Now then, what is a culinary history? More to the point, how does one do culinary history? The 1718 Project, of which this culinary history is the first fruit, started out as a straight history exercise. A teacher of history and biblical studies, (truth be told-taught very much by the same methodology) now faced with retirement, I was looking about for something to do. My mind was quite naturally bent to pursuing my lifelong love of historical study. But, what to study? Here it was a few years away from New Orleans’ 300th anniversary, well if that isn’t history I don’t know what is. So now I had it, I would write a history of the founding of New Orleans. Before going on now, if you don’t already know, I am a foodie (more on this later) and a native of the Crescent City. Research commenced on the history book, research as I learned to do in grad school getting my Masters degree. Then something happened. The more primary sources I read, the more they seemed to talk about food. So now my research, notes, and writings split into a history book and a cookbook. But, there were no recipes from the 1700s. At least, none that were readily apparent in the research. But there was a place to begin. The journals of the French explorers of early Louisiana often listed the foods that they ate or that they traded with the Indians. Food lists were also available from shipping manifests. And then, in the research, there appeared the letters of Marie Hachard, an Ursuline nun who was writing home about life in New Orleans. In these letters there were long paragraphs identifying all the foods that were available to the nuns either through their own industry or by gifts to the convent. With this beginning, we started thinking of possible recipes that the colonists would’ve eaten based on the ingredients available. We turned to very early creole cookbooks from the late 1800s. We even discovered two French cookbooks from the 18th century, mainly directed at the aristocratic tables. Research then led to food production and/or resources provided by local farmers, hunters, fishermen, and Pirates. The data began to yield recipes, chapters, and a morass of details and contradictions. Culinary history was being done, and like all things culinary, the kitchen was a royal mess while the meal was being prepared.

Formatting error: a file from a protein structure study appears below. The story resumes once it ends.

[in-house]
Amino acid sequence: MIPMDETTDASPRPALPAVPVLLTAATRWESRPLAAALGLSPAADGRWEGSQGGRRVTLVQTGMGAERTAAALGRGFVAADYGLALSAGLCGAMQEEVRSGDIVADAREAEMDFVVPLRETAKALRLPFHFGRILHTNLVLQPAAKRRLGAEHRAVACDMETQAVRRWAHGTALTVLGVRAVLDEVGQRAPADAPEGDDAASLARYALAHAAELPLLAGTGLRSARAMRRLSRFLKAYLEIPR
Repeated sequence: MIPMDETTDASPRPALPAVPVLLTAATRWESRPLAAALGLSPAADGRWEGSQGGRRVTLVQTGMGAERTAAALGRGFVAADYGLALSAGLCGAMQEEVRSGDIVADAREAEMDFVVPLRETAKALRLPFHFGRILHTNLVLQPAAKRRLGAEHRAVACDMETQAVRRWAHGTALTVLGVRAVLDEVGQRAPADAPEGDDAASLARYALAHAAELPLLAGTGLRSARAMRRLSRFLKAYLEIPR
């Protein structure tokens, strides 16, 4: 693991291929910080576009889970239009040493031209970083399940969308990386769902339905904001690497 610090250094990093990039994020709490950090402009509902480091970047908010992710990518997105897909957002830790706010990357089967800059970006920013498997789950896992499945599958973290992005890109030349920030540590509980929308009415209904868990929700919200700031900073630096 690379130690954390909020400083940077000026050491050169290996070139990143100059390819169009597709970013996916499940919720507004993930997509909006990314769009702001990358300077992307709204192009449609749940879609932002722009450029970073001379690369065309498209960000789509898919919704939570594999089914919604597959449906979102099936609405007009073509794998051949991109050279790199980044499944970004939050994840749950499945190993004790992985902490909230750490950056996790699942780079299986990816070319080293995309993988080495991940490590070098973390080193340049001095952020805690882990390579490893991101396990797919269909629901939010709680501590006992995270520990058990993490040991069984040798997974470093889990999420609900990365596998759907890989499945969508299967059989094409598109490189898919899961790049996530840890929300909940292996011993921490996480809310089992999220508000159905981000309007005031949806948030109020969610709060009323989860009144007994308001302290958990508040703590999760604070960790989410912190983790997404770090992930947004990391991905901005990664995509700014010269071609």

Finally, I arrived at a solution for all the seeming inconsistencies. This culinary history, would be a combination: first,  a story-historical fiction-that would tell the tale of life in New Orleans during the 1700s; next, Recipes from the journals by the French explorers of early Louisiana, from the extant French cookbooks of the 1700s, and created from the ingredients, the foodstuffs, that are listed throughout the primary sources. Finally, essays based on ship supply lists, early agricultural records, records of the people who lived and worked in French New Orleans, what they grew and what they ate. There are ample food references found in the primary records. This last is the “hard history” of the book. Many of the recipes are straight from these primary records and sources. Just as many recipes are based on the foods that existed in New Orleans and Lower Louisiana during the 1700s. All is woven together by the tales of Frere Gerard and Tante Suzanne. this my response to the question – how is culinary history done?